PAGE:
I learned at a young age that discrimination was something I would face for my race but I didn’t know that the world would discriminate against me because I’m bisexual, especially not my family.
I remember in preschool asking my mom why the other girls at my school would call me names like “dirt” and “mutt.” They treated me like I was less than them. My mom would tell me, “It’s the way they were raised, you can’t blame them.” My mom taught me to rise above the racism that I faced from my classmates and society. She also had to shield me from my own family’s discrimination.
My family are conservative Christians and they think that I’m disgusting and that I will go to hell because I’m bisexual. They can make my 5 year old sister believe the same thing: that I’m different and less-than just because of my sexuality. My family tries to tell racist people that you can’t judge a book by it’s cover, but they judge people because of who they love and who they are.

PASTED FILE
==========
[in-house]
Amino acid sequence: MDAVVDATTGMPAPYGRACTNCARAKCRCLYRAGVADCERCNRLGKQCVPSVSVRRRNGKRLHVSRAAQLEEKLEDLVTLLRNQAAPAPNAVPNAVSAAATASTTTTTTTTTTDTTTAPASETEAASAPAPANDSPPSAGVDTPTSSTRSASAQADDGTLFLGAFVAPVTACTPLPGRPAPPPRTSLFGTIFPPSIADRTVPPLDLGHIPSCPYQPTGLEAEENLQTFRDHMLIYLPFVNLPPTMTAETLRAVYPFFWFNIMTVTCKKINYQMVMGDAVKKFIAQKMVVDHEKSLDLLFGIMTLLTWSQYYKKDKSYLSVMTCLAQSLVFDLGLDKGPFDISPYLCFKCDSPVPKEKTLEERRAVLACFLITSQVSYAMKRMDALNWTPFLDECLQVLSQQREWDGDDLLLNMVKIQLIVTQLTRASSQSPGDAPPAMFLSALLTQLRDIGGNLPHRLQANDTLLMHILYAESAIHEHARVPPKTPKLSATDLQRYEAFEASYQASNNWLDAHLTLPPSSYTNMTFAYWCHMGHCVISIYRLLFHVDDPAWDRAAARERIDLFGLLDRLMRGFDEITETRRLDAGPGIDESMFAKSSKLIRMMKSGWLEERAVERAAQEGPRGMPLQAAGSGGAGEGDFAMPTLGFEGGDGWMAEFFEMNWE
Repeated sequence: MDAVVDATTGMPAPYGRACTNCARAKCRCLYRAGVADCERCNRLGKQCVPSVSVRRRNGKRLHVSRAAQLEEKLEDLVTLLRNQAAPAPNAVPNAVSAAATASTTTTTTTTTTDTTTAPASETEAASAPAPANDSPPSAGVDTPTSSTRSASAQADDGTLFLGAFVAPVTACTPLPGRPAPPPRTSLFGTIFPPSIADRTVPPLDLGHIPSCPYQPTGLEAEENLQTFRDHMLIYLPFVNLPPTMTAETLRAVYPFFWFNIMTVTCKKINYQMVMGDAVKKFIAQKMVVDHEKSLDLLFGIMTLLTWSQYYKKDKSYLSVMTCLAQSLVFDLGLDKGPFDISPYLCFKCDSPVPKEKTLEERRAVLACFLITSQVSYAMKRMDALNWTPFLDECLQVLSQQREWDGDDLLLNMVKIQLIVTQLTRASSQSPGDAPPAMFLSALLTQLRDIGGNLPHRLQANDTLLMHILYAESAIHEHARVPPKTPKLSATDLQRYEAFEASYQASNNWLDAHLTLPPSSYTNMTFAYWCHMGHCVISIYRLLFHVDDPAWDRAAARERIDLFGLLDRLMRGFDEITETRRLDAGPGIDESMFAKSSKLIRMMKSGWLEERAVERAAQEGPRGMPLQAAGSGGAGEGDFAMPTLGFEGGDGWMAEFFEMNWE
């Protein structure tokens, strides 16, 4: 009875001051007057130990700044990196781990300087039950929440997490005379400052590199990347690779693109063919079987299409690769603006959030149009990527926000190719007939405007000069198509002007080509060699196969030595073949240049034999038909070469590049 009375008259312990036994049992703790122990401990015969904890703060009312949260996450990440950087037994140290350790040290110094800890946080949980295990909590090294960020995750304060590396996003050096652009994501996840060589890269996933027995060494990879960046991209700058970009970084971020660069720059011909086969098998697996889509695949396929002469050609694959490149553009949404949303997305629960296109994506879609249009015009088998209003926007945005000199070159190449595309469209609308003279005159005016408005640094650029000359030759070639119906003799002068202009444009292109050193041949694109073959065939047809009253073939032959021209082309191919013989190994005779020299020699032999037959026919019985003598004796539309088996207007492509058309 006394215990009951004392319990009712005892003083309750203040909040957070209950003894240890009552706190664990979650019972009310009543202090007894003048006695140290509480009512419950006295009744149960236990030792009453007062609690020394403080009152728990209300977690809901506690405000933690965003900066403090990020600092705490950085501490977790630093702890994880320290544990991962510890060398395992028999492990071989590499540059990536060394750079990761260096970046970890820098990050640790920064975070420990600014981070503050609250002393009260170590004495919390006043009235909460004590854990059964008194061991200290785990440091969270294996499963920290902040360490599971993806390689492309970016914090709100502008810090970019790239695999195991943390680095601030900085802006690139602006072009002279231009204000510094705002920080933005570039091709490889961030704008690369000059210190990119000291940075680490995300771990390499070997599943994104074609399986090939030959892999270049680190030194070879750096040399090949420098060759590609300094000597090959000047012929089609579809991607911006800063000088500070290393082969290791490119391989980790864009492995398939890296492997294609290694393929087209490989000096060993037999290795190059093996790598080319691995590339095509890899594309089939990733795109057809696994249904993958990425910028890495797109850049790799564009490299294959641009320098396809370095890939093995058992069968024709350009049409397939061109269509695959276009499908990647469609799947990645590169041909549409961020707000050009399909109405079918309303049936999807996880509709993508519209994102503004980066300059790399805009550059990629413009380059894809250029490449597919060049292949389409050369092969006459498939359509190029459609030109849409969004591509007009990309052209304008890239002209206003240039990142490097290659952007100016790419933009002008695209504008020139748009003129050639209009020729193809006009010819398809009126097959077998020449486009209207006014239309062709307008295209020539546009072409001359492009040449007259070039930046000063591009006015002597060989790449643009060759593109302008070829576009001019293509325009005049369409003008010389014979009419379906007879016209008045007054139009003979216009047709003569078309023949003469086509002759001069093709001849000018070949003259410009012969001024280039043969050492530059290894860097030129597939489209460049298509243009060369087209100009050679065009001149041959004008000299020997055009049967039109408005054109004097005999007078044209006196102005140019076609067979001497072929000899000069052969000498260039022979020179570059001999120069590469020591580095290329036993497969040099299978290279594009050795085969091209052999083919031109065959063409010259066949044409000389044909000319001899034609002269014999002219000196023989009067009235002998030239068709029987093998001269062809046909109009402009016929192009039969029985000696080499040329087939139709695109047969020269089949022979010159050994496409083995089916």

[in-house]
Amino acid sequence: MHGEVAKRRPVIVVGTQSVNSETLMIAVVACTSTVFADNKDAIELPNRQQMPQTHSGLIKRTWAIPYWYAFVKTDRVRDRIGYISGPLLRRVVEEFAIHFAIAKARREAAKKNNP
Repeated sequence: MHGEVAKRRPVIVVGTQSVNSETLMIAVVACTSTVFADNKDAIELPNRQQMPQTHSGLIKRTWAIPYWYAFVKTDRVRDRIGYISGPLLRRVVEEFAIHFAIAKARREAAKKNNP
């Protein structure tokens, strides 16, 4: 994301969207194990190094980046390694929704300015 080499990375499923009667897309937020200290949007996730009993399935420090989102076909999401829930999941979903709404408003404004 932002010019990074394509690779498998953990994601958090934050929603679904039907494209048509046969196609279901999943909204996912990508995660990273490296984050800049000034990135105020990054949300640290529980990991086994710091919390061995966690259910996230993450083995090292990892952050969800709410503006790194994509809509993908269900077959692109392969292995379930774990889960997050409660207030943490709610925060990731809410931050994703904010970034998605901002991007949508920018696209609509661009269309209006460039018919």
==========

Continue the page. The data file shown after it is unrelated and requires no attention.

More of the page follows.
I’m a smart, black girl with loads of ambition. Maybe if my Grandma and the racists that judge me could just listen, they could see I strive, grow, and dream just like them. I am a bisexual, African- American girl and I’m afraid my little sister will grow up to hate me because of what my family says. My hope is that I can teach my sister that sexuality is not what defines a person’s character, it’s beliefs and actions that do.
For more information about Bisexual Awareness week, visit GLAAD.